Let's say you've started afresh on jsbin.com. You're welcomed with either your own saved template or the default empty HTML page.
As soon as you start typing you recieve your own URL and revision (revision 1) for that code. Let's say that url is
If you continue to type, all your changes are saved under revision 1 of
There's a few situations that can cause a revision to change, some obvious and simple, some much more subtle and designed to be.
This will immediately increment the revision, and you will no long be able to save to the previous revision you were on.
The "lock revision #X" is inside the Share menu - which is only available on saved bins.
This doesn't increment the revision right away, but clears your ability to write to the current revision. What does that actually mean?
It means locking prevents you from making subsequent changes to the bin. This is useful when you want to share an exact representation of code. When you want to make absolutely sure that revision #X has the code you intended.
Any subsequent key strokes will now automatically increament the revision number, and continue to save all your updated code in
Note that use the keyboard shortcut ctrl+s (or cmd+s on a Mac) has the same effect as locking the revision.
A "session" is limited to a single window (or more precisely: browser tab), and last only whilst you're on the same URL, such as
jsbin.com/abcde/1/. If you open a new tab to
jsbin.com/abcde/1/, it's considered a new session, and therefore you don't have write access to the revision #1 bin. So if you begin typing in this new tab, it will automatically increment the revision.
So if you close your browser and later return to the same URL (that you might have been editing before), this is considered a new fresh session, and therefore a new revision is created as you begin to type.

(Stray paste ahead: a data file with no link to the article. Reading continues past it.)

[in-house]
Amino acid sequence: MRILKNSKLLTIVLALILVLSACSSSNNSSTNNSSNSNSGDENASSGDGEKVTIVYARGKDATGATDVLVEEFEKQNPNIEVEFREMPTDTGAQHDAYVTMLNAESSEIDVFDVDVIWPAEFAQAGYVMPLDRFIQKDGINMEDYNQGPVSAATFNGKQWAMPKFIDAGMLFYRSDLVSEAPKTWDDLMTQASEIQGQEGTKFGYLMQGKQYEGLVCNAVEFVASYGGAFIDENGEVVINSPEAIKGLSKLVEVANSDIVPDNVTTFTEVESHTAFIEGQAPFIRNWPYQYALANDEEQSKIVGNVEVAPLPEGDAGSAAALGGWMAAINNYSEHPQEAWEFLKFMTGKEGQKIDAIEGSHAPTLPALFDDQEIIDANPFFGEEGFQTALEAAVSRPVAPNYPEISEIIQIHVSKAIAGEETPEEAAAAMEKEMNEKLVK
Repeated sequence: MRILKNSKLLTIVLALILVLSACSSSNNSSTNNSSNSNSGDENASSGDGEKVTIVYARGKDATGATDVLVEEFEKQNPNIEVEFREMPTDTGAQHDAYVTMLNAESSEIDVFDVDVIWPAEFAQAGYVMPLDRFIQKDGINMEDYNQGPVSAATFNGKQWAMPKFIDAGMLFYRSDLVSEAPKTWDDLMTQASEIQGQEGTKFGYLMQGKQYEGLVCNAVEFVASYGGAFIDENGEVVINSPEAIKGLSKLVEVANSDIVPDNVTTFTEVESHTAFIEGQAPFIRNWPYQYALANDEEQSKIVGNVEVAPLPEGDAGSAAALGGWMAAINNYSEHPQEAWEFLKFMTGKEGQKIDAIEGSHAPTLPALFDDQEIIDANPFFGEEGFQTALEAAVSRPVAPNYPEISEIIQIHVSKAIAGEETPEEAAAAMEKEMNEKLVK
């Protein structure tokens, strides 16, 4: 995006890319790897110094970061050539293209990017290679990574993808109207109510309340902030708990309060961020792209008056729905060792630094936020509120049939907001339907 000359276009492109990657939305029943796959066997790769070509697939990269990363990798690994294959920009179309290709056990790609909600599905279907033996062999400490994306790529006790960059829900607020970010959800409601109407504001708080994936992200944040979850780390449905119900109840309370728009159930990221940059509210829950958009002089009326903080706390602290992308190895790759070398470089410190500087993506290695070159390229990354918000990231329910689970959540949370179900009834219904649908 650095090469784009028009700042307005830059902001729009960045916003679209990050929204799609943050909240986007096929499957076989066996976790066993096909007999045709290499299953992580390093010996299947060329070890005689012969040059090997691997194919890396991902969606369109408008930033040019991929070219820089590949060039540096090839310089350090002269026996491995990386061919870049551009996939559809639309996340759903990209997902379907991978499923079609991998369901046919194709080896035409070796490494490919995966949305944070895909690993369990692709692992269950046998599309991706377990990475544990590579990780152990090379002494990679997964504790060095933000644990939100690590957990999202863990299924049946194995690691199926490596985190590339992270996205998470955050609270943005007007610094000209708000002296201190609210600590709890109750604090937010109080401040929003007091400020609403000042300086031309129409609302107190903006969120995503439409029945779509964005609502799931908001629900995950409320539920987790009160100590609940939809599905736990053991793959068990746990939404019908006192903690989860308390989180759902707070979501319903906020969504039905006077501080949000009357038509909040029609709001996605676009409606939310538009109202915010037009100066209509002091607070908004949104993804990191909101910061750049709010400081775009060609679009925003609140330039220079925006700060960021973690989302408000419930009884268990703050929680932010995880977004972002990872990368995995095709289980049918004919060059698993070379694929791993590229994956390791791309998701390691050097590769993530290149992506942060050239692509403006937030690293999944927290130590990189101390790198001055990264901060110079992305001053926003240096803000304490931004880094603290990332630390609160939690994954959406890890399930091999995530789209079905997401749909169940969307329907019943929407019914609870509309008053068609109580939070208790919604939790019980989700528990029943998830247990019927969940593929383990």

If you execute this keyboard shortcut and the bin has not been modified at all - and therefore don't have "write access" to the bin, it will automatically increment the revision and you will now own this new revision.
If there is no URL, and are on simply
jsbin.com, then you will be given a full new URL, such as
Technically the revisions have no real meaning. Since you could in theory only own revision 1, 15 and 36 and none in between (due to perhaps sharing the URL). Equally the content in "revision" 1, 15 and 36 could be entirely different and not really represent a revision of one another.
A revision simply indicates that there was a specific starting point, but all subsequent bins on that URL don't have to have a relationship.
That said, it's also quite likely that you create
abcde/1 and share it with me, I make a change that fixes some problem you had, and return
abcde/2 - in this case it might be quite useful to produce a diff between the two bins (note that this feature has since been removed but it's something I'd like to bring back to JS Bin 3 with a graphic UI to read the diff).